Chinese Election Day: The Polling Station

The Diplomat’s Mu Chunshan paid a visit to a Beijing polling station this week for a Municipal People’s Congress election and, as a registered voter, witnessed China’s democratic process first-hand:

An elderly woman handed me a purple voting slip. She pointed out the different candidates – one was a factory owner, one was a district head, and the other was an imam from a nearby mosque. She made some helpful “suggestions” on who I should vote for, specifically recommending those from the previous administration.

I decided to ask her some questions, including why I should vote for those elected in the previous election? She didn’t seem impressed, and asked why I had so many questions.

When I got home, I wondered whether every polling station was like mine. Certainly I don’t doubt there’s plenty of enthusiasm elsewhere, just as there was at my local voting hall, where I saw people arriving in wheelchairs, despite the cool temperatures.

But having experienced the voting process first hand, there are clearly some issues that need to be addressed to ensure successful elections in the future. For a start, most polling stations are only open during regular working hours, and no holiday was called to make it easier for working people to vote. Also, no one really knows anything about the candidates. Aside from their names, ages, sex and occupations, I knew little about who I could vote for.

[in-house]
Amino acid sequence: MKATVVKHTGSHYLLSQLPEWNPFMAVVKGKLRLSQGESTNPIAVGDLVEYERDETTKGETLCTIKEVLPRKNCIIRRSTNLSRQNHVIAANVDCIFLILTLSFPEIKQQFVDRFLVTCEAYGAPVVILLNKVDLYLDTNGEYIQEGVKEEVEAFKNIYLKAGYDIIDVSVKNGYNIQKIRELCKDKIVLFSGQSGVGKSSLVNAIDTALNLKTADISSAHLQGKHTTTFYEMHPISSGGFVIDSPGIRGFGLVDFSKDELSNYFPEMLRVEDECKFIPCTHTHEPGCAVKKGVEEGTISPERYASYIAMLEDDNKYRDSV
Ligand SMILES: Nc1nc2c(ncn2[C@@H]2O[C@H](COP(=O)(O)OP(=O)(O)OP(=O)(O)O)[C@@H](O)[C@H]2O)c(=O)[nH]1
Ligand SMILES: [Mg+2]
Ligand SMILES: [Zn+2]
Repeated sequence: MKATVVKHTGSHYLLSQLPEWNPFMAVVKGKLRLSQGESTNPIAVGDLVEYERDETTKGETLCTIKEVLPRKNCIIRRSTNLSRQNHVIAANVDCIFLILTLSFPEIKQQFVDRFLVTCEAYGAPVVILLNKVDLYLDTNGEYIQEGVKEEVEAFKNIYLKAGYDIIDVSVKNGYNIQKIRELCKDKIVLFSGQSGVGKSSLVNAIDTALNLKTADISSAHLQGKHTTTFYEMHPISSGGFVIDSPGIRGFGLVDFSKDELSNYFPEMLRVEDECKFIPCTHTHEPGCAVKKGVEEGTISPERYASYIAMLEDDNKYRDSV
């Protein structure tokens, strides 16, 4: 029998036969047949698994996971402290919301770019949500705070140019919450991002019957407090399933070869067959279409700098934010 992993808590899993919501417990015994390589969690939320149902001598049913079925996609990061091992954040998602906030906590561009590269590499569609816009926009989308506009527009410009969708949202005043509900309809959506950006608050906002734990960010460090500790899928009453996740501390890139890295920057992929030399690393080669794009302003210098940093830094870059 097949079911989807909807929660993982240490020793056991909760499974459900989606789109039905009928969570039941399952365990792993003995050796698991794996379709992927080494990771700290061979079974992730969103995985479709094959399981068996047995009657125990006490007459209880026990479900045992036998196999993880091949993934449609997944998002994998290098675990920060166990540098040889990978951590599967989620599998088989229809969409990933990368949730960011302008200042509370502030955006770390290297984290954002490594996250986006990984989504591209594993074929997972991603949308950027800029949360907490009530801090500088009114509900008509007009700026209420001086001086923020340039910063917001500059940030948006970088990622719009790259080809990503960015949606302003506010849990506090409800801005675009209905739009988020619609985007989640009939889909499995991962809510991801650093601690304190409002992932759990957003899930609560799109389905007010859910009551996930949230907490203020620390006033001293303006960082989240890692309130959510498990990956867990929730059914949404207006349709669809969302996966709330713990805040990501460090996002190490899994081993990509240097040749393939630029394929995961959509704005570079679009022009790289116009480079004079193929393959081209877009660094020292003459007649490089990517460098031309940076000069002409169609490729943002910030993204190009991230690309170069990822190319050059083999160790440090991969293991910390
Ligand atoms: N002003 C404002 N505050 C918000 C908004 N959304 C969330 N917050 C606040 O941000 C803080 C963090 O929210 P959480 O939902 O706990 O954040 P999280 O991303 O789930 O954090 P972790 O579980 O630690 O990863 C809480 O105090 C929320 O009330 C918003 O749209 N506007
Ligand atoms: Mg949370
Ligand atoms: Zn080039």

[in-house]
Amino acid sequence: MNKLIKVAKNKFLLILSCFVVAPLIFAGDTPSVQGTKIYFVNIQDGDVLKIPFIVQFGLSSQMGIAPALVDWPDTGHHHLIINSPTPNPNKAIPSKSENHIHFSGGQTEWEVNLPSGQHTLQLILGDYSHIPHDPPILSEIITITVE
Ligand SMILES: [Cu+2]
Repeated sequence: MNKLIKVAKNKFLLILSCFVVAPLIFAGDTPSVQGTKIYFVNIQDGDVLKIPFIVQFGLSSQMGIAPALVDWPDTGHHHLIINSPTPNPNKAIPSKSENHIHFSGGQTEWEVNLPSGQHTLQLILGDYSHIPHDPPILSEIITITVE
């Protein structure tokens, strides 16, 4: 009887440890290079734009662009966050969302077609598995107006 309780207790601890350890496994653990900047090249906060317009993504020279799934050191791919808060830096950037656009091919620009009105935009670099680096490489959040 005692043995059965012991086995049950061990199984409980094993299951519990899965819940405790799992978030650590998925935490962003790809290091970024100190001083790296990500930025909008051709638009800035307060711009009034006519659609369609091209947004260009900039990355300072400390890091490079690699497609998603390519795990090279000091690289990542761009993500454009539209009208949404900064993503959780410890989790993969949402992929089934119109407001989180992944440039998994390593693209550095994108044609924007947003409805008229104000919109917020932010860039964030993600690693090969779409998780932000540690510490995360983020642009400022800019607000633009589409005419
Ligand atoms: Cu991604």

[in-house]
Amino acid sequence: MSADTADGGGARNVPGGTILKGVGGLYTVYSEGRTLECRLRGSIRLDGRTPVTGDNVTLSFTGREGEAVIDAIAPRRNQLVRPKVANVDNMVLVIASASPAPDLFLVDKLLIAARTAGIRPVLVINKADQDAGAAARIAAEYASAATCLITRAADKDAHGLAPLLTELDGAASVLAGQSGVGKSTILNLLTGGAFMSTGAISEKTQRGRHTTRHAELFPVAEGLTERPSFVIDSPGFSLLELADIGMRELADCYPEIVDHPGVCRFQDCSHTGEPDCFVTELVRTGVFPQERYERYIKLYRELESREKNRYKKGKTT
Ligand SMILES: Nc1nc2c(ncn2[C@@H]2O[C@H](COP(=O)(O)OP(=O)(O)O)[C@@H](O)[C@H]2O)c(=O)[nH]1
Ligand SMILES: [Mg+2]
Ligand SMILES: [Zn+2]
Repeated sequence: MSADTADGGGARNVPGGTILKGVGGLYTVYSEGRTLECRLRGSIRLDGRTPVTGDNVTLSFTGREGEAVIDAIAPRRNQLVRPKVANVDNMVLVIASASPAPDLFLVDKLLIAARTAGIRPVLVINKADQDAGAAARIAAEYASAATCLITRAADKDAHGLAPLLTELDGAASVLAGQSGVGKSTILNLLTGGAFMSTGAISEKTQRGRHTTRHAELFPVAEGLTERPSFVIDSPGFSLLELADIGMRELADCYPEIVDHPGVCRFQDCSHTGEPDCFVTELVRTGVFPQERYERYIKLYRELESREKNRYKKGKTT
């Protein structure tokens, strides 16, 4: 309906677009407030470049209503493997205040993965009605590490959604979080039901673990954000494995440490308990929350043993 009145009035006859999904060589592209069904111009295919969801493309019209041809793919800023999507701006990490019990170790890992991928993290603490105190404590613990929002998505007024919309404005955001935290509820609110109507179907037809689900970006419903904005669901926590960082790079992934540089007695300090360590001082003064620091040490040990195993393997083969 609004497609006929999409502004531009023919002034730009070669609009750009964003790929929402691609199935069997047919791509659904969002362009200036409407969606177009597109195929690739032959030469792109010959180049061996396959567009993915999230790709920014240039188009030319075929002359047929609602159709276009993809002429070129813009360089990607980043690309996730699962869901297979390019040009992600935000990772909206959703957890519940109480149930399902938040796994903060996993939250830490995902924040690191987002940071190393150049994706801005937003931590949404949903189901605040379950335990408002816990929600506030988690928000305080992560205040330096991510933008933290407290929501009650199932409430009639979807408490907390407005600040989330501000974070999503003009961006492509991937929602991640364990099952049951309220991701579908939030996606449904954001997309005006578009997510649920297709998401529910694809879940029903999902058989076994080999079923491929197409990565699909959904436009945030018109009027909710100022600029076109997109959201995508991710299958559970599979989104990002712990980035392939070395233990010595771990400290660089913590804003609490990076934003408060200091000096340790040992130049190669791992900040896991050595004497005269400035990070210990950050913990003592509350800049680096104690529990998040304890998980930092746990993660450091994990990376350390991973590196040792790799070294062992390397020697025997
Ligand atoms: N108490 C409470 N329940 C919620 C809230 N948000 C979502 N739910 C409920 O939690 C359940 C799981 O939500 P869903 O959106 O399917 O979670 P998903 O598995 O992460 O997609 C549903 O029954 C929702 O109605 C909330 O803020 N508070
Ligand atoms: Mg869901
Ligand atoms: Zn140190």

While convenient technicalities have frustrated candidates and voters across China this election season, Mu managed to successfully re-register at the polling station despite his already-existing registration not appearing on the list.

For more on local elections in China, see CDT coverage of the boom in independent “citizen candidates” this year, the challenges they face and the use of social media to advance their campaigns,

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